Once Upon a River is a magical fairy tale, but it has a very long-winded plot. There’s a lot of build up to “something’s about to happen”, ending in comparatively little actual climax. The book isn’t actually especially long, but it took me ages to read and I would have found it impossible to read in one sitting. It just didn’t flow particularly well and was quite hard work to get through.

There are loads of different characters, to the extent that we don’t really get to know most of them properly. The only ones I got to know well enough to particularly like were Rita and Daunt, because they appear in multiple threads of the story. Most of the other characters were very forgettable (in fact, as I sit here writing this, I can’t remember the names of any others).

I liked the way the story was told, from the point-of-view of a narrator who was not part of the plot but felt like an integral participant in the book. It is written in a way that feels as though the narrator is telling you the story, but without ever explicitly inserting themselves in the narrative. This has the effect of drawing the reader in and, had the story been more engaging, would have been a wonderful style.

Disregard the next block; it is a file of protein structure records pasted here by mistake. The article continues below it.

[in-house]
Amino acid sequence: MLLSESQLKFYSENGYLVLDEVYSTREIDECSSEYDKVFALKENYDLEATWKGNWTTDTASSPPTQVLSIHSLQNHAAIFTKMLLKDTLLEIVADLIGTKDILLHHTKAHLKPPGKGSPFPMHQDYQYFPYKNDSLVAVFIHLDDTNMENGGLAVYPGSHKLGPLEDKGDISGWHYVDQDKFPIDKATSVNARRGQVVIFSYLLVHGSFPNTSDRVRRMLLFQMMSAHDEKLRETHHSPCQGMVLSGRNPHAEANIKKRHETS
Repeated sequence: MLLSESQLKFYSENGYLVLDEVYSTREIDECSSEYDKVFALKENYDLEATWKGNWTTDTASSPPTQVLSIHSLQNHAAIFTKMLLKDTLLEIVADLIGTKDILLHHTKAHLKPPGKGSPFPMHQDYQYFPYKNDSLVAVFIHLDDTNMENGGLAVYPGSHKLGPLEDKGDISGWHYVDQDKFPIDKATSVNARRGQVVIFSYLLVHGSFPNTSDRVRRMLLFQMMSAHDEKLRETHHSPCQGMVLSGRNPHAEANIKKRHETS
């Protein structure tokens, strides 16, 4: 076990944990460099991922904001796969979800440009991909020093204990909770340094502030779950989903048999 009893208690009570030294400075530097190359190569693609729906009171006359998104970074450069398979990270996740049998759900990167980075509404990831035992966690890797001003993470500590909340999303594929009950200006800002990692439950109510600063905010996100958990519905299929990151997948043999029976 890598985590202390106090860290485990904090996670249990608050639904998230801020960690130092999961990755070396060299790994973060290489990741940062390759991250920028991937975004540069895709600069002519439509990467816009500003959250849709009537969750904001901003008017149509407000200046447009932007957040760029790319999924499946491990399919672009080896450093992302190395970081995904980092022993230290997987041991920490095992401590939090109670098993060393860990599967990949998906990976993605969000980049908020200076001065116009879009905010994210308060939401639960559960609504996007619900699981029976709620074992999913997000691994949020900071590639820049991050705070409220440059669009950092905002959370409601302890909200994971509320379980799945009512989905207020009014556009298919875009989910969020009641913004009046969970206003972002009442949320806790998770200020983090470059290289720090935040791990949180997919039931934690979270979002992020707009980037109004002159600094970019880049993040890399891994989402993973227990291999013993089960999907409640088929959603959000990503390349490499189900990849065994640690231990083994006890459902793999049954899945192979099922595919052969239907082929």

Once Upon a River had a lot of potential to be a great book but, unfortunately, didn’t quite live up to it.

I received a copy of this book from the publisher in exchange for an honest review.

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Empress of all Seasons – Emiko Jean

41435393.jpgIn this Japanese inspired fantasy, a competition is held every generation to find the next empress of Honoku. The winner will be the woman who survives all four seasonal rooms: Winter, Spring, Summer and Fall. Al are eligible to compete, except Yokai – supernatural beings whom the emperor is determined to destroy. Mari is a Yokai with the ability to transform into a monster, and she has spent a lifetime training to become empress. As the competition progresses, Mari finds herself torn between duty and love.

Empress of All Seasons is a very strong YA fantasy. I absolutely loved that this is a standalone novel, not part of a series. Every YA fantasy I read seems to be part of a series these days and it was wonderful to be able to read a full, complete story in just one book for a change. It has potential to grow more stories in the same world with some of the same characters, but this particular story, at least, is finished.

I liked the concept of the seasonal rooms and the competition. It’s quite Hunger Games-esk, but the contestants only have to survive, rather than kill each other. I actually would have liked more of the book to have been focused on the competition instead of the wider rebellion.

My other favourite aspect of this book was that the Japanese features were so fully integrated into the story. I recently read another Asian-inspired fantasy – The Girl King – and was sorely disappointed by how western it actually was. In this book, the world is filled with words, creatures and scenery that are clearly inspired by Japanese culture. It was fantastic.

I received a copy of this book from the publisher in exchange for an honest review.